Obama ended 2011 with a slight improvement in his job approval rating, but it was still lower than at the beginning of the year. 

The president got some good news at week’s end, however, with the report that the national unemployment rate fell a bit further last month to 8.5%. That development was correctly anticipated by the Rasmussen Employment Index for December which rose to its highest level since November 2010.  The index which measures workers’ perceptions of the labor market is now two points higher than it was at the start of 2011. 

Both the Rasmussen Consumer and Investor Indexes, which measure daily confidence among those groups, were up slightly at the end of the week but still down several points from where they were a year ago.  Nearly 60% of consumers and investors continue to think the country is in a recession. 

On the final day of 2011, 36% of American adults rated their own finances as good or excellent.  That was the most optimistic assessment of the month and highlighted a trend of modestly improving confidence during the final two months of the year.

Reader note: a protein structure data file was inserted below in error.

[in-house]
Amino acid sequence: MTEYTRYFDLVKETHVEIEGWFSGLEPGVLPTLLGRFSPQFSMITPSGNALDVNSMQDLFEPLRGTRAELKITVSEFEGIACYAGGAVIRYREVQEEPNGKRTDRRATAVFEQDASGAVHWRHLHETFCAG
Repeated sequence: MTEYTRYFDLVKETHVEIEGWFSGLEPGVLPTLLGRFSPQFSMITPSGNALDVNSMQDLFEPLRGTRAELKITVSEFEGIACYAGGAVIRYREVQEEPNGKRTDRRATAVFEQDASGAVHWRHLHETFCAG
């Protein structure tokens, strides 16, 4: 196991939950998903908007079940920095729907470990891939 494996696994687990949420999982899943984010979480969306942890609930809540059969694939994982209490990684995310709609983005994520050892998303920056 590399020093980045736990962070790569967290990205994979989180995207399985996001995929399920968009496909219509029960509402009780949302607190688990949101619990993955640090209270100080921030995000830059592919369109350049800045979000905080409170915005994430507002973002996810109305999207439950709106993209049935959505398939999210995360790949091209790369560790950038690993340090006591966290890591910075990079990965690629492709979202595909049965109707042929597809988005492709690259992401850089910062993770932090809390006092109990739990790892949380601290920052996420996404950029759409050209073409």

At the same time, the number of Americans who expect to be earning more money in a year’s time has fallen to a record low (30%), while those who expect to be making even less than they are now is at its highest level in two-and-a-half years at 17%.  A plurality (47%) of working Americans feels their best opportunity for career advancement is to stay put, and fewer (29%) believe their next job will be better than their current one.  The latter marks the lowest level of confidence measured since November 2010. 

Thirty-nine percent (39%) of Americans know someone who joined the military because of the bad job market, and most adults (57%) feel that veterans like those now returning from Iraq should be given special consideration when applying for a private sector job. 

Speaking of those who need jobs, enough is enough as far as most voters are concerned when it comes to the Occupy Wall Street protesters.  In fact, 51% of Likely U.S. Voters now view the protesters as a public nuisance.  Thirty-three percent (33%) think the Occupy Wall Street movement will hurt the Democratic Party in the 2012 elections. 

Republicans continue to hold a modest lead over Democrats on the Generic Congressional Ballot as they have every week but one since June 2009, meaning slightly more voters are likely to vote for the GOP candidate in the next congressional elections. 

Voters sure don’t care for the Congress they currently have. Forty-eight percent (48%) now believe that most members of Congress are corrupt, the most pessimistic assessment to date. 

The number of Republicans in the country increased by a percentage point in December, while the number of Democrats fell back two points to the lowest level ever recorded by Rasmussen Reports.  During December, 35.4% of Americans considered themselves Republicans, while just 32.7% said they were Democrats. The number of voters not affiliated with either of the major political parties rose to 32.0%.